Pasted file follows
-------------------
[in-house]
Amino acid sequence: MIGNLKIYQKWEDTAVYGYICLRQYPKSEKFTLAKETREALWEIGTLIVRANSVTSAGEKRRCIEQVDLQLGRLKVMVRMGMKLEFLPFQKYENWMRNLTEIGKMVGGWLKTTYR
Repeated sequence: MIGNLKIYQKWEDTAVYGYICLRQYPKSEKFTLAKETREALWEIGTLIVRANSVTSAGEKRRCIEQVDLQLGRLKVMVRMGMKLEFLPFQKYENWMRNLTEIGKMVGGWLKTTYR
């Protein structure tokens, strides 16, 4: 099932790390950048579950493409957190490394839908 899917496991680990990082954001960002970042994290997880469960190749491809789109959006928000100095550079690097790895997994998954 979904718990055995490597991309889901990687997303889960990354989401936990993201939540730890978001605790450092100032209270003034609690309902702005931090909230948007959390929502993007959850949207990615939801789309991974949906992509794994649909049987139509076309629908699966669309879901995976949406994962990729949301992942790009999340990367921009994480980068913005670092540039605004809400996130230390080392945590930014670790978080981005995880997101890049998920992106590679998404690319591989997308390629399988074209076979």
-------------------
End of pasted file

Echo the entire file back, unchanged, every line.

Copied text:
[in-house]
Amino acid sequence: MIGNLKIYQKWEDTAVYGYICLRQYPKSEKFTLAKETREALWEIGTLIVRANSVTSAGEKRRCIEQVDLQLGRLKVMVRMGMKLEFLPFQKYENWMRNLTEIGKMVGGWLKTTYR
Repeated sequence: MIGNLKIYQKWEDTAVYGYICLRQYPKSEKFTLAKETREALWEIGTLIVRANSVTSAGEKRRCIEQVDLQLGRLKVMVRMGMKLEFLPFQKYENWMRNLTEIGKMVGGWLKTTYR
């Protein structure tokens, strides 16, 4: 099932790390950048579950493409957190490394839908 899917496991680990990082954001960002970042994290997880469960190749491809789109959006928000100095550079690097790895997994998954 979904718990055995490597991309889901990687997303889960990354989401936990993201939540730890978001605790450092100032209270003034609690309902702005931090909230948007959390929502993007959850949207990615939801789309991974949906992509794994649909049987139509076309629908699966669309879901995976949406994962990729949301992942790009999340990367921009994480980068913005670092540039605004809400996130230390080392945590930014670790978080981005995880997101890049998920992106590679998404690319591989997308390629399988074209076979």